Saturday, June 11, 2011

Following up on your Query Letter (Without Nagging)

Right now I'm in the exciting and nerve wracking position of having a half dozen queries and manuscript submissions out there in the cold hard world.  I sent the oldest of these out about a month and a half ago.  So, the question becomes, when do I start worrying about getting a response to this manuscript query?  In other words, when do I start panicking?

The Waiting Game

Most publishers or literary agents state right in their submission guidelines when you should expect a response...if you are successful.  If you're not successful, the assumption is that you pick a date in the future, after the estimated timeline they've suggested, to haul out your pending submissions spreadsheet, put a strike through their name, and sob into your keyboard.

But, wait a second, is this always the case?

Some publishers or agents will tell you that you should re-query or inquire about your submission if you haven't received a response within a certain time.  DO IT.  You shouldn't delay on following up with a submission.  The longer you wait, the harder it will be.  Don't procrastinate on this.

Even if the submission guidelines don't specifically tell you to follow up on a query that falls outside of their estimated timeline for a response, you can still follow up if that time has expired.  Be polite in your second letter.  Don't point fingers or try to guilt them.  The timelines set out in submission guidelines are just an estimate.  As with any estimate, it may be off the mark in your particular case.  Don't freak out.

Don't Call Me, I'll Call You

Just because an agent or editor lists a phone number on their website (or you've managed to track it down through internet stalking) doesn't mean you have permission to use it.

Don't pick up the phone and reach out to someone just because you're upset that their review of your query has taken longer than expected.  Everyone is busy and publishers or agents more so.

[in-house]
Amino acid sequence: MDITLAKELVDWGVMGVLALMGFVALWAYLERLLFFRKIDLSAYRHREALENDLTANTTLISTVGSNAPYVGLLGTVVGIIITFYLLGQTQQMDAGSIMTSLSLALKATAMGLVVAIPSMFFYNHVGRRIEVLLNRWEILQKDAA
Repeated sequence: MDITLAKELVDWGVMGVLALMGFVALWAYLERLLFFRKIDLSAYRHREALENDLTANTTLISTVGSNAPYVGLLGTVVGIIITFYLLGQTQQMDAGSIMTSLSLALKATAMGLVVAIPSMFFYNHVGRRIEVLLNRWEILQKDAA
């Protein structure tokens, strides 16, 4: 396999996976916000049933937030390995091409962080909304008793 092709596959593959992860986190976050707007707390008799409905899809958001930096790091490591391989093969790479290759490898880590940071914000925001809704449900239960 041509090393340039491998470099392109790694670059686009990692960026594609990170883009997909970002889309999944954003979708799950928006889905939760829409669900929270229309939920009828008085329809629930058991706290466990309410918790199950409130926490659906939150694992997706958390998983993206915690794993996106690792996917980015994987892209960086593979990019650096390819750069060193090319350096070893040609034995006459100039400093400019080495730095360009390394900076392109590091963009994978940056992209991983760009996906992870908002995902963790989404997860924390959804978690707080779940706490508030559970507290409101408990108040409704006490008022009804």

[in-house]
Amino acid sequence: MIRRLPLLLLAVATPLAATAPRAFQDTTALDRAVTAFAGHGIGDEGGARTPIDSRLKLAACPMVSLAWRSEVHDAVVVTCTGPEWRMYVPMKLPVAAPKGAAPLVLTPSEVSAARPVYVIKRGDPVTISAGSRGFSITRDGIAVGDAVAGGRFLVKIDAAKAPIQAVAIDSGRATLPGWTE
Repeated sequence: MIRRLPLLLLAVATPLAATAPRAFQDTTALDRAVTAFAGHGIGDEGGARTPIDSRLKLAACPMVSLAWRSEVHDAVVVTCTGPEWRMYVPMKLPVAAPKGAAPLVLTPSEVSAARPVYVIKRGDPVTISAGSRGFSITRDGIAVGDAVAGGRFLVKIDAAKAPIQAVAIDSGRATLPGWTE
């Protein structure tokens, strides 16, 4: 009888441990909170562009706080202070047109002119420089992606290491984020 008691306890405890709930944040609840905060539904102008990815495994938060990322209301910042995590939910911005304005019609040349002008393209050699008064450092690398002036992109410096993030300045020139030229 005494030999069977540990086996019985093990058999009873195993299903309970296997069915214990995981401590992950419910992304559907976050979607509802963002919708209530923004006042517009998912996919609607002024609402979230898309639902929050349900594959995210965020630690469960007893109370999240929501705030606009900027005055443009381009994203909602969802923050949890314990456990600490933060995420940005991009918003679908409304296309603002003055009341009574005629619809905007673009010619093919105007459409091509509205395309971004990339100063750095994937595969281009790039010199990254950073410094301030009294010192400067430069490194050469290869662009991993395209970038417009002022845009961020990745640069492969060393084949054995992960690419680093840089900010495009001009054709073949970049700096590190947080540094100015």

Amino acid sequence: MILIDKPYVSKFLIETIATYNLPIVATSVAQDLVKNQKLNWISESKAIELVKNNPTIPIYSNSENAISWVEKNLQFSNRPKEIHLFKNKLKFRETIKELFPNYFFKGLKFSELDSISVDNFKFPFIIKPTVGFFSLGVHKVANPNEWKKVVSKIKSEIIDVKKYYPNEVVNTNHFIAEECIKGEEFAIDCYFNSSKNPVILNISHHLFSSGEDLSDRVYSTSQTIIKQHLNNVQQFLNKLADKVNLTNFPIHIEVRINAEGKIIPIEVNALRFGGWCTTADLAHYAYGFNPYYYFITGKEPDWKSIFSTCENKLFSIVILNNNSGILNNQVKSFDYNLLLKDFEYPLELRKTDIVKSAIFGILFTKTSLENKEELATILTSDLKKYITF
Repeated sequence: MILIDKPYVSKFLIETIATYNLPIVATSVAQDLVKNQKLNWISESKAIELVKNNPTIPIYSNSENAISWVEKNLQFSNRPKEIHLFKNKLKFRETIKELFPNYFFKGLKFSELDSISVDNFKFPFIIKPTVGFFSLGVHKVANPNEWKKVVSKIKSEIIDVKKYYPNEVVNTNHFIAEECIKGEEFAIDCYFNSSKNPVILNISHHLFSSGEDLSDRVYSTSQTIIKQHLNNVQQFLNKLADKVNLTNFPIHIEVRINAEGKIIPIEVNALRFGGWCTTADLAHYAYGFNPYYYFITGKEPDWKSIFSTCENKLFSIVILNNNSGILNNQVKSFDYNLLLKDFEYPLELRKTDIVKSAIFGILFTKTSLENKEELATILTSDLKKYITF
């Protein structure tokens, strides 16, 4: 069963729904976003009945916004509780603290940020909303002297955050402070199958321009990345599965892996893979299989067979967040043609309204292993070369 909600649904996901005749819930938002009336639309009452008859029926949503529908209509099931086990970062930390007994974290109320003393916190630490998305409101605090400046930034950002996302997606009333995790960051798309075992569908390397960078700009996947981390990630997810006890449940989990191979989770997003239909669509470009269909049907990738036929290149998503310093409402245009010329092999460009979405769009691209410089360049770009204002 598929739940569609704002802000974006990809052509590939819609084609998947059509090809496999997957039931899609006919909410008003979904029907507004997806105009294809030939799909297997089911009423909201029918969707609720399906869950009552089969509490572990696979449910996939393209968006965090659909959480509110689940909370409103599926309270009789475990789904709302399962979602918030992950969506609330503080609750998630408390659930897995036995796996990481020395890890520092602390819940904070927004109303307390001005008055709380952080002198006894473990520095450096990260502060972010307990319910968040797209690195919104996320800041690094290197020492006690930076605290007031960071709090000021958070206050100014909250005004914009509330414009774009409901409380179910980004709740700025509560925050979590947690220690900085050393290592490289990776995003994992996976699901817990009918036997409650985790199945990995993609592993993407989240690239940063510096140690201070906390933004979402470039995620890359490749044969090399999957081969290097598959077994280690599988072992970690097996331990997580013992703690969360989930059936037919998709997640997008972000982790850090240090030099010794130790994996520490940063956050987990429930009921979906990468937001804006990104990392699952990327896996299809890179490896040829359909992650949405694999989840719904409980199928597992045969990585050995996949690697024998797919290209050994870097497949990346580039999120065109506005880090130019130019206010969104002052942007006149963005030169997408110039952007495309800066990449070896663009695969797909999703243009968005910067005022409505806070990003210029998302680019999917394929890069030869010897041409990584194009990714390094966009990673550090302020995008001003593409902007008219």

Follow Up in Writing

I would suggest you send a polite professional letter in the same tone as your original query.  Mention that you sent your query on such-and-such date and that you are inquiring as to the status of it.  You can then include the information in your original query for ease of reference.  Hey, I'm all about ease of reference.

Rather than have to search through their entire inbox for your original email, it may make the publisher or agent's life easier if you just reproduce the information you first sent.  They will appreciate the thoughtfulness.

And yes, that means including the blurb, the biography, the whole shebang.  Just copy and paste the original query text below your first paragraph.  You can even mention that you're doing this for their ease of reference.

So, what now?

Your query may still be in a long queue, waiting for someone to look at it, but you may find out what the new estimated timelines are for a response.  Make a note of it and send out a third query at the end of that time.

Or the response may simply be "oh, we forgot to tell you, your writing sucked and we sent the original query into space to save the world from it".  Oh well, at least you know.  But seriously, move on to the next publisher or agent on your list.  Send out a new query.  Lather.  Rinse.  Repeat.  But always repeat.

Photo courtesy of Salvatore Vuono at

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